By Susan Harlow, editor
Is supply management an idea whose time has come?
Many of the 250 producers and representatives of dairy organizations meeting Friday, March 20, in Burlington, Vt., think so. Agreeing on a precise plan was more difficult.
The summit was organized by Dairy Farmers Working Together, a group of Vermont producers formed several years ago to work on dairy policy. They plan to meet again in four to six weeks.
Meanwhile, they’re urging all producers to voice their opinions on pricing plans and, they hope, come together behind one to bring to Congress.
Rob Vandenheuvel, general manager of California’s Milk Producers Council (MPC), outlined the Growth Management Plan that his group has developed. Milk needed to meet demand would be calculated. Then producers would each have an annual allowable growth; they would pay a market access fee per hundredweight for any production over that limit. The pooled fees would be paid to producers who stayed within their limits.
New producers would pay the market access fee on their first year’s production, which would establish their baseline.
“In dairy, you can make milk and, as long as someone picks it up, you get your share of the pooled resources,” Vandenheuvel said. “Every incentive is to grow, grow, grow. So we have to change the incentives.”
Holstein Association USA is ready to lead an effort to put a growth management plan in place, said CEO John Myer. He said CWT isn’t doing enough to drive down supply – it’s time for producers to speak with a united voice on a program that can smooth out price volatility on a national level. “But it must be producer-driven,” he said.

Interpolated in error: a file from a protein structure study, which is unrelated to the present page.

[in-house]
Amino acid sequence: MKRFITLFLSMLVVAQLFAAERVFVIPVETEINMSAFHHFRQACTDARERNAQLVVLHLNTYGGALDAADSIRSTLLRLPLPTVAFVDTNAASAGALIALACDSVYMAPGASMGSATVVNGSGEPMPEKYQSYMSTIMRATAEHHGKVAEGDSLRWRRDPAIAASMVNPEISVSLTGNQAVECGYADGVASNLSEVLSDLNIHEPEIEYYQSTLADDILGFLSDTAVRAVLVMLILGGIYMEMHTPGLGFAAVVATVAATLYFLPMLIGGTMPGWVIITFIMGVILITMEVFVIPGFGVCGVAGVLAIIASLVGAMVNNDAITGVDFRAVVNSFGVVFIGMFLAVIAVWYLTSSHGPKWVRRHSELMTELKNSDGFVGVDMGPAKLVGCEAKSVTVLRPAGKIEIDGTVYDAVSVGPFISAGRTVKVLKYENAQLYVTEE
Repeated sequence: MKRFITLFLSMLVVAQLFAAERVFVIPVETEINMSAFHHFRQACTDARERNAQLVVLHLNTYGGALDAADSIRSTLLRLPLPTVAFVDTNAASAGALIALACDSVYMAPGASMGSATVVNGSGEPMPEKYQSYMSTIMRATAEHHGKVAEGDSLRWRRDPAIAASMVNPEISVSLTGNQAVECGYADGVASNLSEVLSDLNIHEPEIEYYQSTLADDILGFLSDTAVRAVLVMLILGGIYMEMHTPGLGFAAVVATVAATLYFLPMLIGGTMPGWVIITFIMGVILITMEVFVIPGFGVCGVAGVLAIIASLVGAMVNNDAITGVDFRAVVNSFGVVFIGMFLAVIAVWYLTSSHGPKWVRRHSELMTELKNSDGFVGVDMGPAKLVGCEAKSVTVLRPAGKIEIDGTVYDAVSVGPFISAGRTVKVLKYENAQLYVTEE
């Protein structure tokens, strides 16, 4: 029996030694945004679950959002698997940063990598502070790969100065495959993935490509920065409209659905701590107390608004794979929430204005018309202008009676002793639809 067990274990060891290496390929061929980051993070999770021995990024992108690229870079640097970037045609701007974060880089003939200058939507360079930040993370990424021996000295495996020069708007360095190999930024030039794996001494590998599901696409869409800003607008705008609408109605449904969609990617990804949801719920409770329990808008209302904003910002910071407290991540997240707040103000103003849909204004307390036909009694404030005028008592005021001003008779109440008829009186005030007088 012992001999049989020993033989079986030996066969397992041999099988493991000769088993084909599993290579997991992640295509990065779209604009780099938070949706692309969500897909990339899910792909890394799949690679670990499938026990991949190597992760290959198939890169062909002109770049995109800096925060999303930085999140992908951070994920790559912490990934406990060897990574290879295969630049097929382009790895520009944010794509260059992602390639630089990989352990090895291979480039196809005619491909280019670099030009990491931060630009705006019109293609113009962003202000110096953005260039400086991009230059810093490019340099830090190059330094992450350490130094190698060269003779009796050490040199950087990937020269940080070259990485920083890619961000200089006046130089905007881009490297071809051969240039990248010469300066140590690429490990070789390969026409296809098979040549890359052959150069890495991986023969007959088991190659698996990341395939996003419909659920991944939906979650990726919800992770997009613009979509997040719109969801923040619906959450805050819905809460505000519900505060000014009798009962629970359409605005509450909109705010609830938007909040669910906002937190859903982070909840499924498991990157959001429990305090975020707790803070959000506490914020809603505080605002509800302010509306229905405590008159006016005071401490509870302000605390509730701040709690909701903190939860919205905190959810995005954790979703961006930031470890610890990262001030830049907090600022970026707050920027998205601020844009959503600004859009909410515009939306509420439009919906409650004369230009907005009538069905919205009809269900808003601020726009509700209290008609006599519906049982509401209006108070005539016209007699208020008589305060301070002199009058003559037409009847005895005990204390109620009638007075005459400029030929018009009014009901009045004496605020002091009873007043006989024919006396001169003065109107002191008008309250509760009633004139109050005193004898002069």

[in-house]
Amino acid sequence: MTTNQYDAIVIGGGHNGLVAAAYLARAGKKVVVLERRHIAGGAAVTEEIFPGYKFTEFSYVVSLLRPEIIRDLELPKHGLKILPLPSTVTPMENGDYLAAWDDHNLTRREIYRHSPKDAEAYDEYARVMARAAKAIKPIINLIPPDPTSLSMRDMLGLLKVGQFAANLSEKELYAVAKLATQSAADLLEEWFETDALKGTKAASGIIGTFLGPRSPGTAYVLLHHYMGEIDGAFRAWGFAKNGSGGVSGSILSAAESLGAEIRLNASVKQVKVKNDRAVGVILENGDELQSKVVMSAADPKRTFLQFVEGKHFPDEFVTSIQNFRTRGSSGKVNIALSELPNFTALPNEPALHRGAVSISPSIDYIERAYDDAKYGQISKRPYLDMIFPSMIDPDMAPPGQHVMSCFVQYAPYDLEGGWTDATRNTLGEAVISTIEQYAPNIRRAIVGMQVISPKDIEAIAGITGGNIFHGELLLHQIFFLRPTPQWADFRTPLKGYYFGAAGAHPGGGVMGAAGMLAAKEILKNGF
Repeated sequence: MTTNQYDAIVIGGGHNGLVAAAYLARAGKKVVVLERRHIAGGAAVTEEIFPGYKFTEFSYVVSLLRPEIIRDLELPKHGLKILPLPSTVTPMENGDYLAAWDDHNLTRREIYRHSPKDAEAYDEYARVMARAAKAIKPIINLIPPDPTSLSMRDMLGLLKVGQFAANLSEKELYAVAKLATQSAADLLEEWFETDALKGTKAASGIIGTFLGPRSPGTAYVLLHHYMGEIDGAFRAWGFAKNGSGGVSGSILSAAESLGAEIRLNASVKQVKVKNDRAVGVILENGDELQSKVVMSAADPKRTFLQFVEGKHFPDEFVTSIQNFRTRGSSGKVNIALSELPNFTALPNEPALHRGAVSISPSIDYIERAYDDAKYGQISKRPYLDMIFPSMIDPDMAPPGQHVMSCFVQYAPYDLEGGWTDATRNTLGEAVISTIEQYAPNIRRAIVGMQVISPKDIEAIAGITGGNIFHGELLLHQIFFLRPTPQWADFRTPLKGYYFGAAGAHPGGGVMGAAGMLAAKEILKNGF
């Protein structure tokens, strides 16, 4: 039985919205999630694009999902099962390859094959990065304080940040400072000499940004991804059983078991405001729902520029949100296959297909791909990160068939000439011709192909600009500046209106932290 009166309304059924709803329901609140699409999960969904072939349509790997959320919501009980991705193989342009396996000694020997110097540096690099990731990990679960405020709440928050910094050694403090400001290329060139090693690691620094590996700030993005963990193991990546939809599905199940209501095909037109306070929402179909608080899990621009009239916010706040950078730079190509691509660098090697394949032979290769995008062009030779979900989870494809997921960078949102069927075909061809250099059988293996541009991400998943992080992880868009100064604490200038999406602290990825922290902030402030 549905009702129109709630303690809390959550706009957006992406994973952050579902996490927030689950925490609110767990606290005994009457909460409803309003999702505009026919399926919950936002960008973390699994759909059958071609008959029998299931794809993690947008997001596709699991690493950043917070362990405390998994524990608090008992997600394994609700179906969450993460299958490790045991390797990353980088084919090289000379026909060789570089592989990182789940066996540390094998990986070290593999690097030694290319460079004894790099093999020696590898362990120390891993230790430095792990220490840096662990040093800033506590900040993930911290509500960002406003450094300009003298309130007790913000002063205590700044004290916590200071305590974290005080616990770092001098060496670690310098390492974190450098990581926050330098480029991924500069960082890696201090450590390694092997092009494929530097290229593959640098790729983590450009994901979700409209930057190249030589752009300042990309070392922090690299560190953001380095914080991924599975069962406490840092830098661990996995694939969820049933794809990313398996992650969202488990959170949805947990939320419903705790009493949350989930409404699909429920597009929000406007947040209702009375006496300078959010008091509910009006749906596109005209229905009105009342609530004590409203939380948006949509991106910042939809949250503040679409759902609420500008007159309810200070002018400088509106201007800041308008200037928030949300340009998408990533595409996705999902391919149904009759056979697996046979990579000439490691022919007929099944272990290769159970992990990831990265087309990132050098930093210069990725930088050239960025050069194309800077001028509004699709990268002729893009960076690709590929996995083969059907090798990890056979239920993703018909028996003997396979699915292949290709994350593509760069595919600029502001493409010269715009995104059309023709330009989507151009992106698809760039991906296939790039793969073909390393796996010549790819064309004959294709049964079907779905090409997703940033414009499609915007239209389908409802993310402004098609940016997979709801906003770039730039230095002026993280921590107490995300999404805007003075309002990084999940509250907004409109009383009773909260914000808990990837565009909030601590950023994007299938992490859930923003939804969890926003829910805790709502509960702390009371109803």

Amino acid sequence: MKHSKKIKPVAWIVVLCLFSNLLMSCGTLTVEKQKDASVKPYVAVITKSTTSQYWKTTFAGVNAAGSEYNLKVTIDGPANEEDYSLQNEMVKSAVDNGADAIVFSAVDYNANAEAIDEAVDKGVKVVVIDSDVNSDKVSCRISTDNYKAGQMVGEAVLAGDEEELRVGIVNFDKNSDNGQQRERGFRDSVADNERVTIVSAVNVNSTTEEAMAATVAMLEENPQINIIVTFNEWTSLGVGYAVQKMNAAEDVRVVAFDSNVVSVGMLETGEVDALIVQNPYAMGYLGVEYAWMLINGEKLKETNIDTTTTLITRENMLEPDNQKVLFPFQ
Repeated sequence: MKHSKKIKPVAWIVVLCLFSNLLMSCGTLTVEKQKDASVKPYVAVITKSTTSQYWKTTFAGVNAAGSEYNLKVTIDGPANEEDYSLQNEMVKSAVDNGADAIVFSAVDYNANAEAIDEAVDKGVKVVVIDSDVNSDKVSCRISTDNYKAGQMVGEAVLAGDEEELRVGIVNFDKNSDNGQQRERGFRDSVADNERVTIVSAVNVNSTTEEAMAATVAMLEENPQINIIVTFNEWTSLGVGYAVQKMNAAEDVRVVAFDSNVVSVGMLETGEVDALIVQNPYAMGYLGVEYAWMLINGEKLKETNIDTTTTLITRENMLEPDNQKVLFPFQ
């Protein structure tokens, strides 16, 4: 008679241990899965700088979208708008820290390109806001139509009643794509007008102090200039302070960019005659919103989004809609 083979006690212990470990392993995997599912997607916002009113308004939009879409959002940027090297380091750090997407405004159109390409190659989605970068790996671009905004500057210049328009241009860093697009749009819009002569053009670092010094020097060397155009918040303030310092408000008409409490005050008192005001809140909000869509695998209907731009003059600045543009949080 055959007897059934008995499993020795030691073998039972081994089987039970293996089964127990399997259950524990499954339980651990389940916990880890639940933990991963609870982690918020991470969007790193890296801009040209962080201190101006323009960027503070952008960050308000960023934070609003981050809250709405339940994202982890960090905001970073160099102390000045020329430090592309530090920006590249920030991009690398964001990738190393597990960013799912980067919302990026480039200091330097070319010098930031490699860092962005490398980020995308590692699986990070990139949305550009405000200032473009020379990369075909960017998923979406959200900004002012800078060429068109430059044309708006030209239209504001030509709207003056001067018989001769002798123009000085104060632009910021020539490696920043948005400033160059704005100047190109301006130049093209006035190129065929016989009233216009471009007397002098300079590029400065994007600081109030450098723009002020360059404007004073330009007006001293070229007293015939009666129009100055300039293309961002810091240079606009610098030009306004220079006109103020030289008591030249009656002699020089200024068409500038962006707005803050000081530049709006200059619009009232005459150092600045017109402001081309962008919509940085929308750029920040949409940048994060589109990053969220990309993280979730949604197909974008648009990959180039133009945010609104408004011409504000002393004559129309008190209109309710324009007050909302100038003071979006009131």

Sybrand vander Dussen, president of the Milk Producers Council, said the current pricing system gives producers no incentive to produce less milk. “Because of the ‘magic’ of pooling, when someone produces more milk, the loss is shared by everyone,” vander Dussen said. A mandatory plan that reduced the milk supply by just 1 to 2% would be effective, he said.
Jim Stewart, an Idaho producer, laid out a plan for producers to enter long-term contracts with processors, with movers to adjust prices as input costs change. That would take the shocks out of the market, Stewart said.
The base program initiated by California cooperatives, which assesses farmers who produce more than their allocation, has had a “dramatic impact” on production in his state, said Ray Souza, head of Western United Dairymen, by phone from California. He urged people at the meeting to learn about milk pricing and look closely at the growth management plan, but to finally agree on a plan.
Also speaking were Calvin Covington, CEO of Southeast Milk dairy cooperative based in Florida; Bob Naerebout, executive director of Idaho Dairymen’s Association; and Roger Allbee, Vermont Secretary of Agriculture.
National Milk Producers Federation (NMPF) was invited but did not send a representative to the meeting. CEO Jerry Kozak told the group that NMPF is focusing on its CWT program and doesn’t want to waste energy on policy efforts that will not work.
For more information on the group’s efforts, go to www.dfwt.org website or email Amanda St. Pierre at firstname.lastname@example.org